• Finally, we say that the oscillator is critically-damped if \(b^2 - 4mk = 0\text{.}\)

Suppose that an oscillator is modeled by the initial value problem

\begin{align*} \frac{d^2 x}{dt^2} + 0.4 \frac{dx}{dt} + 1.04 x \amp = 0\\ x(0) \amp = 0\\ x'(0) \amp = 1. \end{align*}

Notice that the damping \(b = 0.4\) is very small compared with the spring constant \(k = 1.04\text{.}\) The characteristic equation of the differential equation is \(\lambda^2 + 0.4 \lambda + 1.04 = 0\text{,}\) which has roots \(\lambda = -0.2 \pm i\text{.}\) Therefore, the complex solution must be

\begin{equation*} x(t) = e^{(-0.2 \pm i)t} = e^{-0.2t} ( \cos t + i \sin t), \end{equation*}

and the general solution must be

\begin{equation*} x(t) = c_1 e^{-0.2t} \cos t + c_2 e^{-0.2t} \sin t. \end{equation*}

Applying the initial conditions, our solution becomes

\begin{align*} x(t) \amp = e^{-0.2t} \sin t\\ v(t) \amp = x'(t) = e^{-0.2t} (\cos t - 0.2 \sin t). \end{align*}

Notice that the period of the oscillations, \(2 \pi / \omega = 2 \pi \approx 6.283\text{,}\) does not change; however, the amplitude slowly decreases (Figure 4.1.9 and Figure 4.1.10).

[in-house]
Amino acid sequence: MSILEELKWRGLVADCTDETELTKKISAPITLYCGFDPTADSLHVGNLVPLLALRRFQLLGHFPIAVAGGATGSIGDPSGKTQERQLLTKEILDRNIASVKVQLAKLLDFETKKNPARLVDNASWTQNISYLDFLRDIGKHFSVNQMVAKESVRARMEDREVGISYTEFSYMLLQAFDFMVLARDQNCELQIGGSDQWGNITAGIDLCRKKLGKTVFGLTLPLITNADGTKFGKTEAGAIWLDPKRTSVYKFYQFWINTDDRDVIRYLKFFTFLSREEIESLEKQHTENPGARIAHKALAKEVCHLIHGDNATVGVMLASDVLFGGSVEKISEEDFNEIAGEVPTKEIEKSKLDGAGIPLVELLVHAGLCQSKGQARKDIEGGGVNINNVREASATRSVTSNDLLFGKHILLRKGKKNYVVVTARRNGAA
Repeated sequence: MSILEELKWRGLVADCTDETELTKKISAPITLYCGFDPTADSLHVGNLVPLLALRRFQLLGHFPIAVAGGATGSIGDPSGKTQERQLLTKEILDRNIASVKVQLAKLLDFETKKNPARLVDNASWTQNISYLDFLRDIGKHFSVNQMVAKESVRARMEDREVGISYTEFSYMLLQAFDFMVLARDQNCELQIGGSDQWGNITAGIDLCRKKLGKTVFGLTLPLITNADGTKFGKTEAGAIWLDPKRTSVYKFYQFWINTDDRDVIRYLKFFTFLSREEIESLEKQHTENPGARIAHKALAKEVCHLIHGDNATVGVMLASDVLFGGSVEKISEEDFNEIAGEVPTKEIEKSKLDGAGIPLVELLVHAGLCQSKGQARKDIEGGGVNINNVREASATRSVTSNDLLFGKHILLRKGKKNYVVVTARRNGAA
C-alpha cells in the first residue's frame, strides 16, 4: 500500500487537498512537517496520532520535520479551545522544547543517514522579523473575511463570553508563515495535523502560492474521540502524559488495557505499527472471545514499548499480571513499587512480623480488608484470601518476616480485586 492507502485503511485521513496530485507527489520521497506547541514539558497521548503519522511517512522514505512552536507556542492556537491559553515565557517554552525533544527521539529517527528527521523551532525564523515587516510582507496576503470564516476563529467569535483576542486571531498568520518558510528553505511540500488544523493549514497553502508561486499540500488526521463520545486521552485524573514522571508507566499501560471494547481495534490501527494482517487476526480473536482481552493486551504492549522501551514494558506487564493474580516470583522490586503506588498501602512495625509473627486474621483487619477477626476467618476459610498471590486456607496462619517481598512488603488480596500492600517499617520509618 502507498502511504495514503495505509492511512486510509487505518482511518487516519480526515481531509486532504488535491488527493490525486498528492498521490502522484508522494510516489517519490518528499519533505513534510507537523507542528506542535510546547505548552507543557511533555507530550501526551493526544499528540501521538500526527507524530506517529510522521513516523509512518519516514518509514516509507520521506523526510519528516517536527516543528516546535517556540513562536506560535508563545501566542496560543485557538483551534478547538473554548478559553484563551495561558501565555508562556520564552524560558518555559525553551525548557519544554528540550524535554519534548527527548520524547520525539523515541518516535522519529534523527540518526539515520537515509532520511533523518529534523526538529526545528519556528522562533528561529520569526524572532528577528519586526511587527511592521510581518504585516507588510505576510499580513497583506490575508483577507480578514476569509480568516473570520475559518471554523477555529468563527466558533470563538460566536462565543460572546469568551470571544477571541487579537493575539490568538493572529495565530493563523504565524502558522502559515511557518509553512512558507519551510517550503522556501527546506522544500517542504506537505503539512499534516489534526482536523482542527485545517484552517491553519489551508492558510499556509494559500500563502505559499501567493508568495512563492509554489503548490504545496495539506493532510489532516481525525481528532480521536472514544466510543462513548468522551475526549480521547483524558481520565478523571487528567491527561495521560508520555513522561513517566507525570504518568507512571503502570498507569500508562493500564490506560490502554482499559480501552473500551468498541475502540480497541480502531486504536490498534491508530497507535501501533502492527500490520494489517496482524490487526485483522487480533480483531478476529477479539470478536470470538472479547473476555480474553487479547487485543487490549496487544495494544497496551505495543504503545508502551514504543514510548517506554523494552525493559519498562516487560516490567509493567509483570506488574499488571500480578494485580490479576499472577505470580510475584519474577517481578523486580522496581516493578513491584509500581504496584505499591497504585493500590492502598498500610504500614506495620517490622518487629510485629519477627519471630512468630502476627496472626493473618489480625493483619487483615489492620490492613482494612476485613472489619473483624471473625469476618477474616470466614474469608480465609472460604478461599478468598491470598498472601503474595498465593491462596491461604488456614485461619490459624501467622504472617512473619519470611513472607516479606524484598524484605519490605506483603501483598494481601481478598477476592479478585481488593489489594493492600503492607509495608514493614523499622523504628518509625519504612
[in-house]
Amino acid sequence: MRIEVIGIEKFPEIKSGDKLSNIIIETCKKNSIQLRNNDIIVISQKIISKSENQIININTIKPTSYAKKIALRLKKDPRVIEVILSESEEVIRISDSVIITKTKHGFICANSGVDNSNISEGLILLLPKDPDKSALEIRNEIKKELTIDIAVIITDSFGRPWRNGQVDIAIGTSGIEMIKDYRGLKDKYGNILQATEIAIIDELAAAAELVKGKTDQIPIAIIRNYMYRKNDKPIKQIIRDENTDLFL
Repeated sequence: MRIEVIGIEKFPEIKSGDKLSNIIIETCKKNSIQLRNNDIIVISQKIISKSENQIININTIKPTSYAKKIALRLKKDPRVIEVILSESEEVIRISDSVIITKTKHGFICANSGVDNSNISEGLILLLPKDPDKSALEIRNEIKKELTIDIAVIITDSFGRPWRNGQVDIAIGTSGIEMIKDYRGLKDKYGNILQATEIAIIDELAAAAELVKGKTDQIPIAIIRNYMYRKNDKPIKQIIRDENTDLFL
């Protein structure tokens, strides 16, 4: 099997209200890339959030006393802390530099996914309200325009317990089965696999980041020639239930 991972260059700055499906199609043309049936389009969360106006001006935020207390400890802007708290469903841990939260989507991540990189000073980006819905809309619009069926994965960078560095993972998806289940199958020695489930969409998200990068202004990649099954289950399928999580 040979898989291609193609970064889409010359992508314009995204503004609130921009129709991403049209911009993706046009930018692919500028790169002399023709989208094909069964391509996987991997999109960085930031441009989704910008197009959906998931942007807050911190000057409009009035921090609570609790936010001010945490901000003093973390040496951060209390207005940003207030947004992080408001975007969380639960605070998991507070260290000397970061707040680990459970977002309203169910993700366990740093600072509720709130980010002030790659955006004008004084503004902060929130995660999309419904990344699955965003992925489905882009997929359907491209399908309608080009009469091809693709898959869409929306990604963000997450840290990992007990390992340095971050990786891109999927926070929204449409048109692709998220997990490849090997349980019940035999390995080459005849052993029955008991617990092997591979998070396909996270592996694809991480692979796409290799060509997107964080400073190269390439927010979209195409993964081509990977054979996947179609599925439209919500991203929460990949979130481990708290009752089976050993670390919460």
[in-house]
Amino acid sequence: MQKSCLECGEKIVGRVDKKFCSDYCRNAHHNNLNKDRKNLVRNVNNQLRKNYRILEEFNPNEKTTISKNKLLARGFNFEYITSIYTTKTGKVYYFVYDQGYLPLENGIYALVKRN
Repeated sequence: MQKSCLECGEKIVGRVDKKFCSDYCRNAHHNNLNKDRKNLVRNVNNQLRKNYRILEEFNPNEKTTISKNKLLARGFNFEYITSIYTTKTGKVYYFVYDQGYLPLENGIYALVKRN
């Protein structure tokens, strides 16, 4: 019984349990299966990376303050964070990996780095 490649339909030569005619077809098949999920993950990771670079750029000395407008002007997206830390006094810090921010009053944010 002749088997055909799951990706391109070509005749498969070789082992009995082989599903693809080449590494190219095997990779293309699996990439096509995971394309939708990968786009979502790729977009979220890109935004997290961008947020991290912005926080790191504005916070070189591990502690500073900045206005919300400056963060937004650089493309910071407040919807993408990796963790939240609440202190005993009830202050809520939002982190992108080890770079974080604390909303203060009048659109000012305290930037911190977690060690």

velocity and position plotted against time with oscillations becoming smaller as time increases
Figure 4.1.9. Position and velocity of an under-damped harmonic oscillator
the velocity of a harmonic oscillator plotted against the position spiraling towards the origin on the position-velocity plane
Figure 4.1.10. The phase plane of an under-damped harmonic oscillator

We can expect a different type of behavior in the case of an over-damped oscillator. For example,

\begin{align*} \frac{d^2 x}{dt^2} + 4 \frac{dx}{dt} + 3 x \amp = 0\\ x(0) \amp = 0\\ x'(0) \amp = 1. \end{align*}

The characteristic equation of this initial value problem is

\begin{equation*} \lambda^2 + 4 \lambda + 3 = (\lambda + 3)(\lambda + 1) = 0; \end{equation*}

hence, we have the general solution

\begin{equation*} x(t) = c_1 e^{-t} + c_2 e^{-3t}. \end{equation*}

Applying the initial conditions, our solution is

\begin{align*} x(t) \amp = x(t) = \frac{1}{2}e^{-t} - \frac{1}{2} e^{-3t}\\ v(t) \amp = x'(t) = -\frac{1}{2}e^{-t} + \frac{3}{2} e^{-3t}. \end{align*}

Notice that the damping is too strong for any oscillations to occur (Figure 4.1.12 and Figure 4.1.13).

velocity and position plotted against time with the two curves approaching zero for large times
Figure 4.1.12. Position and velocity of an over-damped harmonic oscillator
the velocity of a harmonic oscillator plotted against the position with the solution curve approaching the origin on the position-velocity plane
Figure 4.1.13. The phase plane of an over-damped harmonic oscillator